ii.1 Mathematical model
We consider a two-dimensional attenuation distribution, , which depends on position, , and the energy of the incident X-ray beam, . If the X-ray beam is monoenergetic with energy , the idealized measurement along a line is modeled as
where is the initial intensity of the beam and is the (idealized) intensity measured by the detector, in counts per second. The line integral, , which is a sample from the Radon transform of , can be obtained by log-transforming the data,
Discretizing as an image with pixels, and taking measurements along lines, then yields a system of linear equations
where is the discretized image of , is the line integral data, and is the system matrix whose th element is the length of intersection of the th line with the th pixel of .
Clinical CT systems, however, generate polyenergetic X-ray beams, with a spectrum of energies typically ranging from zero up to roughly 150 keV. In this instance, the measurement model is expressed as
where is the beam spectrum. Log-transforming the data and applying the mean value theorem for integrals then gives
, including cupping and streaking. From the physical perspective, as the polyenergetic beam passes through the object, photons with lower energy are attenuated at a higher rate than photons with greater energy, causing the spectrum of the beam to “harden” as it becomes skewed towards higher energies. Metal objects induce particularly severe beam hardening artifacts due to their high attenuation coefficients, particularly at the low end of the energy spectrum.
Another contributing factor to metal artifacts is increased image noise. Due to the stochastic nature of X-ray interactions with matter, the measurement along line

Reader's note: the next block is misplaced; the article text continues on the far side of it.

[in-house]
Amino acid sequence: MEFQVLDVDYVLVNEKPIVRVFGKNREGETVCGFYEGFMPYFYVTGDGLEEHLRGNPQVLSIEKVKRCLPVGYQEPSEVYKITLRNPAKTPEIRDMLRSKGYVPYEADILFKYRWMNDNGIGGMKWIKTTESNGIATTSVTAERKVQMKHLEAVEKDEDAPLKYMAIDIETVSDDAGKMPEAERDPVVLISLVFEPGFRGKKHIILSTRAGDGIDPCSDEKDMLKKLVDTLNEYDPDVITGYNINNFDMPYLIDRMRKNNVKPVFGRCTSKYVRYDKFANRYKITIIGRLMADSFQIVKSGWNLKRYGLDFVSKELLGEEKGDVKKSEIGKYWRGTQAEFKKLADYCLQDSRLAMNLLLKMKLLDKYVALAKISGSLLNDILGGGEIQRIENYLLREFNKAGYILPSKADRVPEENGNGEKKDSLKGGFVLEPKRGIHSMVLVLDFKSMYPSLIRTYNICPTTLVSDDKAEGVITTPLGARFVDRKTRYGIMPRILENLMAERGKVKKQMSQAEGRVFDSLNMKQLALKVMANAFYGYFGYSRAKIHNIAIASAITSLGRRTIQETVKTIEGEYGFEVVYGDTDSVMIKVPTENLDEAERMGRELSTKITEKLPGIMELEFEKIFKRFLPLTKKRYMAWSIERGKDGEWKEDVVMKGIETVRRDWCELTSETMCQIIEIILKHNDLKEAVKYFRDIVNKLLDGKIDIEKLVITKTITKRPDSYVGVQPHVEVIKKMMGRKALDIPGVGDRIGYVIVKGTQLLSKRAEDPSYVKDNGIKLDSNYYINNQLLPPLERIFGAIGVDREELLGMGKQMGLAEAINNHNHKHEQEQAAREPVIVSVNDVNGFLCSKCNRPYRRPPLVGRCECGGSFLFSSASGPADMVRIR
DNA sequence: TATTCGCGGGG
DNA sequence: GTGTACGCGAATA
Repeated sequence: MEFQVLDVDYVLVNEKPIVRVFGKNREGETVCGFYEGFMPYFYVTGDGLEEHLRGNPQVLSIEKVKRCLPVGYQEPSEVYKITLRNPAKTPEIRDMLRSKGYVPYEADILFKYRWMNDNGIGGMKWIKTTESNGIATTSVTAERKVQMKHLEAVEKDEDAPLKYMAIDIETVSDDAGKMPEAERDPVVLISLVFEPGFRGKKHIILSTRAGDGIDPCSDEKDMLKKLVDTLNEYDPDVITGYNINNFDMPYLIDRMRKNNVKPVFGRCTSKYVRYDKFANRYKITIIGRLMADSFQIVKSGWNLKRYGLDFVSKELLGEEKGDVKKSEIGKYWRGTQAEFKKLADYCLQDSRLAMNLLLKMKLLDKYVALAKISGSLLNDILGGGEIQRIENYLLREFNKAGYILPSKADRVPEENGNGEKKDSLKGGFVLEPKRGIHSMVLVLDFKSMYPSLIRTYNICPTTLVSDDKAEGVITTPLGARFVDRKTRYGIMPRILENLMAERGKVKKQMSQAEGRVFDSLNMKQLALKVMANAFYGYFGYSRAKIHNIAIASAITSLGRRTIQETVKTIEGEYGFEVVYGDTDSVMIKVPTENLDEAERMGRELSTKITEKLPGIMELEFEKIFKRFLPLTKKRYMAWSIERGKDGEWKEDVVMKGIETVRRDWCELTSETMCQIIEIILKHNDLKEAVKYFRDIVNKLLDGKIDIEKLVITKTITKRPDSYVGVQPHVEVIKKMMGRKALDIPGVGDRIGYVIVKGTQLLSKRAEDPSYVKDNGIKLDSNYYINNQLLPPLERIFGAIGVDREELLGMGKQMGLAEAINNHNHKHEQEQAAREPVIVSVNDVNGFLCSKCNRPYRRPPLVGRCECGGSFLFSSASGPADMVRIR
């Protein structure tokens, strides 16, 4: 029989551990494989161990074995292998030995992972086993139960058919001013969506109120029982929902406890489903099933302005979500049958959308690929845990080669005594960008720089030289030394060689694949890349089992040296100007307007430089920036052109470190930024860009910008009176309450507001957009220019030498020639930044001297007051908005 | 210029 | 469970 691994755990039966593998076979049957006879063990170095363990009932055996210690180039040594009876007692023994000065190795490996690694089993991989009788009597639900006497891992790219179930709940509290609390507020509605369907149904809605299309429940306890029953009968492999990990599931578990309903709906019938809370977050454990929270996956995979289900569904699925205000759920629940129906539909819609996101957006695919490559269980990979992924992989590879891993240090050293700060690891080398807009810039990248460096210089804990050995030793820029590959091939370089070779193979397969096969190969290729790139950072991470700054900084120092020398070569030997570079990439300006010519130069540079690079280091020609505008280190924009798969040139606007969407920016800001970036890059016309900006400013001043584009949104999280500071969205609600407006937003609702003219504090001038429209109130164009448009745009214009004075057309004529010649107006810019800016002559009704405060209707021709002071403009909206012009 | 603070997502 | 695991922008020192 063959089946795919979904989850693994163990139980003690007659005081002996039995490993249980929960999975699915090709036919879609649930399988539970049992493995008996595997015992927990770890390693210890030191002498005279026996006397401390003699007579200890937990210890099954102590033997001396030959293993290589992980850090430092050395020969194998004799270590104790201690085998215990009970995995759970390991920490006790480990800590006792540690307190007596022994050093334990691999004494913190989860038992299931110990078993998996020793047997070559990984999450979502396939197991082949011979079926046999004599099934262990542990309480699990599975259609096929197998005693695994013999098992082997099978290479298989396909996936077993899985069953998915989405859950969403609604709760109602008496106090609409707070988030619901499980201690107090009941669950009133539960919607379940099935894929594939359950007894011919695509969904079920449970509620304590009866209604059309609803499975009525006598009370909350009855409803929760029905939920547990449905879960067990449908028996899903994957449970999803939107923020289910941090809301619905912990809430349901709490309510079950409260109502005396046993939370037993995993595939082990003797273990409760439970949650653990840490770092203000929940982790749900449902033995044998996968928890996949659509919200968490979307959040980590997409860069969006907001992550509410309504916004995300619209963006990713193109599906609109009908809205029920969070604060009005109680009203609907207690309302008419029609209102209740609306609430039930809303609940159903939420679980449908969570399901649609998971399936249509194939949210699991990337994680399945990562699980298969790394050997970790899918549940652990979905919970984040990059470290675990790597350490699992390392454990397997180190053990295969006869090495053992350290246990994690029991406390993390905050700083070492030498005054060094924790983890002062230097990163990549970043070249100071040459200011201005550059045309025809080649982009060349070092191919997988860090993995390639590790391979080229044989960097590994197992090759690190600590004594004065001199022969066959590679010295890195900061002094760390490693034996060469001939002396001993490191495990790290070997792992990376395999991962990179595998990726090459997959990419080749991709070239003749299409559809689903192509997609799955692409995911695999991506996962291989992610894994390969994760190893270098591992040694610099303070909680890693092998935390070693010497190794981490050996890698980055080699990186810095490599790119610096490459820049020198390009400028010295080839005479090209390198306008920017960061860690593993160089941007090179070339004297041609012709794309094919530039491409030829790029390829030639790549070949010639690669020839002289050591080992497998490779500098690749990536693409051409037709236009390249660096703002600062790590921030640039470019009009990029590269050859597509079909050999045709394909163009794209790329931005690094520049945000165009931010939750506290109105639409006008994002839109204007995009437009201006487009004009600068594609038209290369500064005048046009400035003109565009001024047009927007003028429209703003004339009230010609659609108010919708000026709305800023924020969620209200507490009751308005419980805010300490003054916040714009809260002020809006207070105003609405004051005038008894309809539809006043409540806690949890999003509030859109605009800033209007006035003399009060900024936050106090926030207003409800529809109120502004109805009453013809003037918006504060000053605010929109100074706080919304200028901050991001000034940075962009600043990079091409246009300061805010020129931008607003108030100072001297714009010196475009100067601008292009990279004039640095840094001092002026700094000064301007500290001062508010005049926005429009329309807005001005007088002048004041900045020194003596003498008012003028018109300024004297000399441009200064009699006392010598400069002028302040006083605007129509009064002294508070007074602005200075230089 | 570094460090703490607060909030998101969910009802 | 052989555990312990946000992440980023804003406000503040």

is typically modeled as a Poisson random variable, with mean equal to
. The measurement therefore has a signal-to-noise ratio (SNR) of; i.e., the SNR deterioriates as becomes small. This situation occurs if the initial beam intensity is small, or if the line integral through is large. Measurements passing through metal objects thus tend to be very noisy, degrading image quality. In the extreme case may be so small that (no counts are detected along the line), resulting in an effective attenuation measurement of infinity.
ii.2 Beam hardening and metal artifact reduction
A standard approach to reduce beam hardening artifacts is to perform water correction (sometimes known as soft tissue correction) on the measured data JS78 . Water correction (Algorithm 1) simulates a monoenergetic measurement from the corresponding polyenergetic measurement via a two step process. First, the effective length, , of water through which the polyenergetic beam would have to pass to generate is estimated. This can be accomplished by solving a nonlinear equation (Line 3 of Algorithm 1, with denoting the attenuation coefficient of water) or, more commonly, by interpolating from a table of measured values based on known thicknesses of water. Once is known, the corresponding measurement at some reference energy can be obtained straightforwardly.
Water correction essentially assumes that the object consists only of water or water-like materials. This assumption breaks down if the object contains dense material like bone, contrast agents, or metal, whose attenuation curves do not behave like scaled versions of the attenuation curve of water. Water correction is therefore effective in reducing cupping artifacts, but not the so-called second-order artifacts caused by those materials. Correcting for these artifacts typically requires more advanced data corrections JS78 ; JR97 ; KMPK10 or iterative methods which directly model polyenergetic X-rays DNDMS01 ; EF02 ; VVDBS11 ; LS14 .